Sleep, biological rhythms and health outcomes – Amy Reynolds

Get to know Amy Reynolds

We have one of the biggest experimental human sleep research laboratories in the southern hemisphere.

Sleep, biological rhythms and health outcomes – Amy Reynolds

Personal experience
I commenced my PhD in 2010, and was conferred in February 2015. In that time, I had two babies and moved interstate (and back!). So, I covered a fair bit of ground in the ‘life events’ during my PhD!

My research ‘A-ha!’ moment was during my Psychology honours year. I was not even remotely interested in research; however, I had an outstanding supervisor who showed me that research could be fascinating and limitless in terms of ‘ideas’ and interest. I am still grateful for the influence she had in my career.

Research at CQUniversity: Sleep, biological rhythms and health outcomes and the applications for businesses/society/the environment

CQUniversity is home to the Appleton Institute, a group of outstanding sleep, biological rhythms and health researchers. They are motivated, hard-working and innovative. I have the freedom to drive my own research agenda and work with some outstanding colleagues. This is one of the best parts of my job – being surrounded by fantastic people who have great research ideas.

Did you know that we have one of the biggest experimental human sleep research laboratories in the southern hemisphere? We can have six people living in a sleep laboratory at any one time, completely isolated from the world. We can see what happens when we change their sleep, eating and waking times without any input from light, devices or other people. This is fascinating research! Importantly, our research in this area is multidisciplinary and covers a range of approaches, including experimental and epidemiological research. I think this is one of our strengths – you really can get a big picture from different perspectives.

Sleep influences so many aspects of our health and wellbeing and there is still so much we don’t know (or so much still to find out, depending on your perspective!). Mental health, physical health, chronic disease, work productivity – there are so many different angles depending on what piques your interest. Plus, our body is full of ‘clocks’ (biological rhythms), and there is so much to learn about what keeps us ticking.

We’re known for our flexibility. We supervise students by distance and in person. We are a University used to thinking outside the square to make sure research careers are an option for those with the passion to pursue them. We are connected with industry and we do research which has real-world impact.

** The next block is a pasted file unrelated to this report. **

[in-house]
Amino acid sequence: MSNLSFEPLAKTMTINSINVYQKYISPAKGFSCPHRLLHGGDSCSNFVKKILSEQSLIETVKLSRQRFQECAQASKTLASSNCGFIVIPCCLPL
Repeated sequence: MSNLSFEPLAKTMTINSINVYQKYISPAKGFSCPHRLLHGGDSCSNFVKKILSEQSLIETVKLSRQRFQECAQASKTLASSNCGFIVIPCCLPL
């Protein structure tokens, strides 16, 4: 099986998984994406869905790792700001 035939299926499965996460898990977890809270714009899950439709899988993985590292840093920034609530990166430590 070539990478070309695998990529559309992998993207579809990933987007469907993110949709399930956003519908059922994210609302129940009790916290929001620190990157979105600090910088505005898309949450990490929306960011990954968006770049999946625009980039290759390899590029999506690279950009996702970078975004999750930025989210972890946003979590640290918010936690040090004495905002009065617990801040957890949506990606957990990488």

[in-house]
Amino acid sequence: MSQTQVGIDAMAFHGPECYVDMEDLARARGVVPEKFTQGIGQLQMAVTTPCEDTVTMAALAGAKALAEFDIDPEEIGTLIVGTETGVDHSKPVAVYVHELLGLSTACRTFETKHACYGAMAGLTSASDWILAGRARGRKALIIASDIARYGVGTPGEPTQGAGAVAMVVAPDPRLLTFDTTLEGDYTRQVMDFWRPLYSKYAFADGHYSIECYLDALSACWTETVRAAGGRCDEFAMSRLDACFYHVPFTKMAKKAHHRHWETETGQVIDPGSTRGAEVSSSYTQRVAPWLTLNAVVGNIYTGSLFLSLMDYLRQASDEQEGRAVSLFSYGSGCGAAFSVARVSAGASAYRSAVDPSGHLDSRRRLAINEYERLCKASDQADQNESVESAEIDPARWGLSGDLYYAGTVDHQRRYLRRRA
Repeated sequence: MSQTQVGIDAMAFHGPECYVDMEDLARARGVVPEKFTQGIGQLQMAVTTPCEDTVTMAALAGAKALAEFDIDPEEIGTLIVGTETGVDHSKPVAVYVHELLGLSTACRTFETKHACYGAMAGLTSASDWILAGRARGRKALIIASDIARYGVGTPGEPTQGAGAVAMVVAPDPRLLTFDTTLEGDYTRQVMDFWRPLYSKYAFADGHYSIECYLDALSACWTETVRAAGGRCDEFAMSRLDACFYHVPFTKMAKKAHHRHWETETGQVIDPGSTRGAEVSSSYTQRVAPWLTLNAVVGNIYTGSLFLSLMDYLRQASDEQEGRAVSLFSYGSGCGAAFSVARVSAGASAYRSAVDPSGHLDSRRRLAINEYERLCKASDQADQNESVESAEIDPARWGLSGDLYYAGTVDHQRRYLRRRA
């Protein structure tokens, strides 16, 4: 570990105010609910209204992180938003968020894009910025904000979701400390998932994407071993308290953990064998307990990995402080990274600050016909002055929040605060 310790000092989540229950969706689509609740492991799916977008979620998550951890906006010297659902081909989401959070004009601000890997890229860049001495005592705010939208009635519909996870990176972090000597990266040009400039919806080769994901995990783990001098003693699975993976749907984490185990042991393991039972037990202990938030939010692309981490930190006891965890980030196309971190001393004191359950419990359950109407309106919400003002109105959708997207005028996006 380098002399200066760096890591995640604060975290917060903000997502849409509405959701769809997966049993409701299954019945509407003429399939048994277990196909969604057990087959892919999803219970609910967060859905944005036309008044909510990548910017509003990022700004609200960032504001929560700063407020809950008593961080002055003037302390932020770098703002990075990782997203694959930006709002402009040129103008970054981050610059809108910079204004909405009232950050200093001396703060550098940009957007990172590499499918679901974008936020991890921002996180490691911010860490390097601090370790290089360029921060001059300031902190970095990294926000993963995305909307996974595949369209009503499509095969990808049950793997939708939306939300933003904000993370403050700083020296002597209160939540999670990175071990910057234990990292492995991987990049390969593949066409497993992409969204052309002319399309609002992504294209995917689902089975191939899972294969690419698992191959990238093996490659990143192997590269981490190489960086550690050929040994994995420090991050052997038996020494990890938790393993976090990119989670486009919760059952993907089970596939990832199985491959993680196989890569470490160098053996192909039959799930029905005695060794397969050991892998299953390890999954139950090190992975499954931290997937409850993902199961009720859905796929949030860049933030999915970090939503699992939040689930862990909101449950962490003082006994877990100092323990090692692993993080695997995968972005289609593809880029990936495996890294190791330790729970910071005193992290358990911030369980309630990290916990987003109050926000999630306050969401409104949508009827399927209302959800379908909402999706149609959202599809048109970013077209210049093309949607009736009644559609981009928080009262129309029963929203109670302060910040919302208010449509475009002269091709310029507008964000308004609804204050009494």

The best thing about doing research in sleep, biological rhythms and health outcomes at CQUni varies from student to student. I would like to believe that one of the best aspects is that the research we do directly informs health promotion and industry (policy). If we can find ways to support the community to sleep better and improve health, this feels amazing.

Many of our researchers are invited to give keynote speeches and invited symposia on their cutting-edge research; this is probably one of the best indicators of respect for our research in the sector. Our experimental human research is often published in high impact journals, and is well-cited. We also publish numerous theoretical and systematic reviews promoting new ideas and ways of thinking about research in this space, often in Sleep Medicine Reviews, which is the premier review source for research in our field. We are also actively involved in professional societies in Australia and internationally. I feel like these are all great indicators of our reputation, and our connectedness with the broader community.

Current research projects

We do a lot of work with industry to better understand how sleep (and fatigue) impact on productivity and safety. We are also increasingly working to better inform industry and employees about the impact of work practices (including sleep and biological rhythms) on health. This is a really exciting and increasingly important area of research. This is important because, put simply, we all need sleep and recent Australian research suggests we don’t get enough of it, with consequences for our health, safety and productivity.

Research career highlights

There have been a number of high points over the years! Perhaps the most recent highlight was being awarded a grant from the Australasian Sleep Association, named for one of our field’s recognised researchers. It was a competitive process and a real honour to receive.

The only career I would choose aside from research would be medicine; but I suspect even then I’d be researching. I love what I do!

Explore more about current research at CQUni’s School of Health, Medical and Applied Sciences.